Another is to re-channel the money Congress appropriated for the benefits of those who were removed from eligibility by the DVA, and use it for other purposes. Some of those purposes might be, for example, bonuses for their mid and upper-level management, land and building acquisition, and especially in recent years, the funding of the Rural Health Centers expansion, which would include land acquisition, building design, construction, local permits, medical equipment and supplies, the hiring and training of staff at each facility, and the current overhead for each facility.

We think it would be infinitely less expensive to issue a Medical Coverage card to each Veteran eligible for health care, and let that Veteran go wherever he chooses for treatment, with the exception of Service Connected disabilities, which would require at least regular monitoring, and/or treatment at a VA Medical Center.

Either way, to the best of our knowledge, the Congressional appropriation for AO Benefits for BWN, TLC, BSAF Veterans and their survivors, is still in place, but is being spent on other things. And that is Stink Bomb #5.

Last Best Hope
Pray. Pray like you never have before. There is still a glimmer of hope for a bill this session, another effort to come at it from a different direction and get a different bill, the Agent Orange Restoration Act, passed this session. Congress is only in session for a few more days. Pray. Pray that we can finally slay this monster that is prematurely killing us in poverty.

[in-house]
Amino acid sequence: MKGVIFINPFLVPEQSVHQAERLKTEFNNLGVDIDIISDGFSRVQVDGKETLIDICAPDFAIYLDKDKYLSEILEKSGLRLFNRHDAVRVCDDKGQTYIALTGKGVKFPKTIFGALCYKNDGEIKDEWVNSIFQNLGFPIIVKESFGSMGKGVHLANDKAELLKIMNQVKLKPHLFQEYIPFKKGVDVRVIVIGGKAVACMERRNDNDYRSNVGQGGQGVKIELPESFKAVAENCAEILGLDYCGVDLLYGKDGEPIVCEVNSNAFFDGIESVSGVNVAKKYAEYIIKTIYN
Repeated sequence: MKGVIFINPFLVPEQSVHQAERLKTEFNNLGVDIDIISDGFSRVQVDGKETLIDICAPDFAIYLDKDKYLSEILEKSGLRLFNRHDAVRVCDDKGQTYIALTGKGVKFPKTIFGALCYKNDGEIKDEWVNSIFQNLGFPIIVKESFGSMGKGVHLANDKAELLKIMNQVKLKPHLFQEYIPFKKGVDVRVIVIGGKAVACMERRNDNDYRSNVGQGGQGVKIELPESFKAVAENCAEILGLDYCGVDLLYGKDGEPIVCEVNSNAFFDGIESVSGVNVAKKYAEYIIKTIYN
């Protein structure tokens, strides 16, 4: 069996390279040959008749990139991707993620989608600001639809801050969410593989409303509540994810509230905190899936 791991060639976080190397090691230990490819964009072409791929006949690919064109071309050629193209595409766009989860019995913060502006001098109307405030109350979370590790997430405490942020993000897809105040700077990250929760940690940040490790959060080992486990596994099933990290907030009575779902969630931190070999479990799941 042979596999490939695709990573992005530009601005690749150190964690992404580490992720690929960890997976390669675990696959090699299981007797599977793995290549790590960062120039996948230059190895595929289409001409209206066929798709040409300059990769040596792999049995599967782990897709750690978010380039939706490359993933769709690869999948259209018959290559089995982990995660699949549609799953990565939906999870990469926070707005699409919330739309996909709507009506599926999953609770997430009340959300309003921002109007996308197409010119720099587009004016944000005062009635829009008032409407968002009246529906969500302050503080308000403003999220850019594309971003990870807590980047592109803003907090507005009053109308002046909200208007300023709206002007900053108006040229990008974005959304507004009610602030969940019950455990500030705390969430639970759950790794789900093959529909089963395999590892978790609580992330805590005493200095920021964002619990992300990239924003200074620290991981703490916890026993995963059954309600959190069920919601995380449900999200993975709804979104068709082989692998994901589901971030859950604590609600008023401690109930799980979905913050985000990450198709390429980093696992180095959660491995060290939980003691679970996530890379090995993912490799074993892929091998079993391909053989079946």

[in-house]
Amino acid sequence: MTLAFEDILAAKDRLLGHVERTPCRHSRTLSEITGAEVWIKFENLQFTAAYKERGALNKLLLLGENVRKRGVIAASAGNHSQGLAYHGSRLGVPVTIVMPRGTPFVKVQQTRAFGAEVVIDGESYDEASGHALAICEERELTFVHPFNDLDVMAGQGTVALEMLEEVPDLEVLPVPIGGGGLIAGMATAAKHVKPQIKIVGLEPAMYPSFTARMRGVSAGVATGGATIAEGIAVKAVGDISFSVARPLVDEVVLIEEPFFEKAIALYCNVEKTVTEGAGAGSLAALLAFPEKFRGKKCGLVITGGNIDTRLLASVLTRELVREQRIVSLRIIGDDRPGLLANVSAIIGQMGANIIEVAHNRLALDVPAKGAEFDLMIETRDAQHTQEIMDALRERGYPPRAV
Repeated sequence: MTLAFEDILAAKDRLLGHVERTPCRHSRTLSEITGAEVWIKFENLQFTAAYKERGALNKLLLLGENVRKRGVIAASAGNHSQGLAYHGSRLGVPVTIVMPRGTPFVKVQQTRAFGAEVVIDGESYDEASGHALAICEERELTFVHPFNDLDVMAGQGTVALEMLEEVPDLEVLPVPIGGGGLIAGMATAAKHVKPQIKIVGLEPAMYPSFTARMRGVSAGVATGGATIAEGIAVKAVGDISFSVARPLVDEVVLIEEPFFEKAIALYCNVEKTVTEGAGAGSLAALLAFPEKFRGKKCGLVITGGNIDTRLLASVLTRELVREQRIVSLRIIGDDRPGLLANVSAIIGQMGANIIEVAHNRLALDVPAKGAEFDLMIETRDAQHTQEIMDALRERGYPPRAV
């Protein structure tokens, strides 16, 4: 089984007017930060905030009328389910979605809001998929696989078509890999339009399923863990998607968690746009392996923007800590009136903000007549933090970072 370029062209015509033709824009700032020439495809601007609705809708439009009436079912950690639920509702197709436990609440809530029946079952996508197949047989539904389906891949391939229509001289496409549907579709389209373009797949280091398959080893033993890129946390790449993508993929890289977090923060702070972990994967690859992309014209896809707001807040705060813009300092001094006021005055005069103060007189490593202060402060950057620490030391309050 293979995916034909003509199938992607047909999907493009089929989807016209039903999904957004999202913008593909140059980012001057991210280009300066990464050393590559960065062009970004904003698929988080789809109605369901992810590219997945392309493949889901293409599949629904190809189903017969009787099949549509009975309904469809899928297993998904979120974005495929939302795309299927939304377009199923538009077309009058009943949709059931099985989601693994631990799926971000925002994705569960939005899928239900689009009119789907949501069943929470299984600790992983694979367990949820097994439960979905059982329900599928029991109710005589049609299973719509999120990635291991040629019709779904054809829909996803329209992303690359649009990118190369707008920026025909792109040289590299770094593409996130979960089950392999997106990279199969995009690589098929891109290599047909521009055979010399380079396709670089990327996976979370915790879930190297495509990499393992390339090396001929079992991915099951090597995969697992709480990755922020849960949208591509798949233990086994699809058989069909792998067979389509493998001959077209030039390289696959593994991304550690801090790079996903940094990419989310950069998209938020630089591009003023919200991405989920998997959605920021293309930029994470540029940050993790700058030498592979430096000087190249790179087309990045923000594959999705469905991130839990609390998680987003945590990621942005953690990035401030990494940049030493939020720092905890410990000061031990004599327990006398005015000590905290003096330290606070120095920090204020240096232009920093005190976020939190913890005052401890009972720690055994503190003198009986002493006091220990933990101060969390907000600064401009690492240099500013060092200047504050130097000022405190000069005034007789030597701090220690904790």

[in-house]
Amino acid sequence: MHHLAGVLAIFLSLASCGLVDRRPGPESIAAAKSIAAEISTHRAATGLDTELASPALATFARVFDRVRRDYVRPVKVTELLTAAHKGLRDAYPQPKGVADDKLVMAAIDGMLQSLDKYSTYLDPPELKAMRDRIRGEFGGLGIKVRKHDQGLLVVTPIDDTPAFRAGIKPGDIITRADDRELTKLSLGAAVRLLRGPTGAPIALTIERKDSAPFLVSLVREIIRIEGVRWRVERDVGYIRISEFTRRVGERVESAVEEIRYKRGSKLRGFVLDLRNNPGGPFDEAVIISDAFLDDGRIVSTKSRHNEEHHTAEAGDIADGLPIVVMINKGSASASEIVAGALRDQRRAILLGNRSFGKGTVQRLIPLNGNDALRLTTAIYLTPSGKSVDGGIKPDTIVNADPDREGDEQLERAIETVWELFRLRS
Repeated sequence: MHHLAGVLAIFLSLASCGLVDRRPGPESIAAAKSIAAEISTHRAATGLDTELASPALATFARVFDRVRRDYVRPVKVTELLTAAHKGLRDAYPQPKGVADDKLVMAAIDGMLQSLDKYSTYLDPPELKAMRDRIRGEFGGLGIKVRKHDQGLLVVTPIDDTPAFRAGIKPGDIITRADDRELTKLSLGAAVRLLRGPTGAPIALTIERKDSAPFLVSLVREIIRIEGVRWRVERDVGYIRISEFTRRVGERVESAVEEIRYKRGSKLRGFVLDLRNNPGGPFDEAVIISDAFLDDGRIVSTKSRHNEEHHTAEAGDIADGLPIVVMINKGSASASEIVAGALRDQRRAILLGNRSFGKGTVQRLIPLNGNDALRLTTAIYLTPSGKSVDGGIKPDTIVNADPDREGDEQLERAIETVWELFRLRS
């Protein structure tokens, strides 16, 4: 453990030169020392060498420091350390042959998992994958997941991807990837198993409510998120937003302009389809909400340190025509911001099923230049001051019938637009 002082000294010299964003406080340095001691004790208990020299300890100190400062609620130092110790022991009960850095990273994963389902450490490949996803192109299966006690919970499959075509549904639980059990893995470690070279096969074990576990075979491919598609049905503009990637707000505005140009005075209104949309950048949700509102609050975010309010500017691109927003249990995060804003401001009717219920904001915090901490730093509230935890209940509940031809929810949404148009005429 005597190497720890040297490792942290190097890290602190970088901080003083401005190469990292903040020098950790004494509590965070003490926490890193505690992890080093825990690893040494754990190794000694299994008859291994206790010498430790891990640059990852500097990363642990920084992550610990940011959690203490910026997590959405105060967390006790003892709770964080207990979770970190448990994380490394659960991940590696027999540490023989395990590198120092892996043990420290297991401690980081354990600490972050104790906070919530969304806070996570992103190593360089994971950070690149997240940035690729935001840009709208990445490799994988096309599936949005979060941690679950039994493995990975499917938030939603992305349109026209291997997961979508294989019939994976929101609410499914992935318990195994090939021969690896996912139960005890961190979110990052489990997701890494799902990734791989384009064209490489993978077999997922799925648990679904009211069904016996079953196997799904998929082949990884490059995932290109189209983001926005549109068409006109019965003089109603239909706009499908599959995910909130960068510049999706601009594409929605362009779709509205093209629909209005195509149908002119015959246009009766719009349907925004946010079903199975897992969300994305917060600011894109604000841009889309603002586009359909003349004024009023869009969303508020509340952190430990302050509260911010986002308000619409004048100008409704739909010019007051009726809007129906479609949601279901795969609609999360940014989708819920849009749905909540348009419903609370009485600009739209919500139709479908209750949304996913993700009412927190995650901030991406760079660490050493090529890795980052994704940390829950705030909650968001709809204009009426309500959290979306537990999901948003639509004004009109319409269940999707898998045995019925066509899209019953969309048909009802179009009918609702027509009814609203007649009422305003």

Wait a while yet, then you can close that window.

VNVets

”It is a stain on this nation's honor that the Department of Veterans Affairs has become a deadlier and more difficult adversary to the American veteran than any they have ever faced on a battlefield."-- VNVets

"The concept that Agent Orange, and its effects, stopped dead in its tracks at the shoreline is simply too illogical, and too ludicrous to accept. What does that say about the Obama Administration and his Department of Veterans Affairs?"--VNVets

"With malice toward none; with charity for all; with firmness in the right, as God gives us to see the right, let us strive on to finish the work we are in; to bind up the nation's wounds; to care for him who shall have borne the battle, and for his widow, and his orphan--to do all which may achieve and cherish a just and lasting peace, among ourselves, and with all nations." --President Abraham Lincoln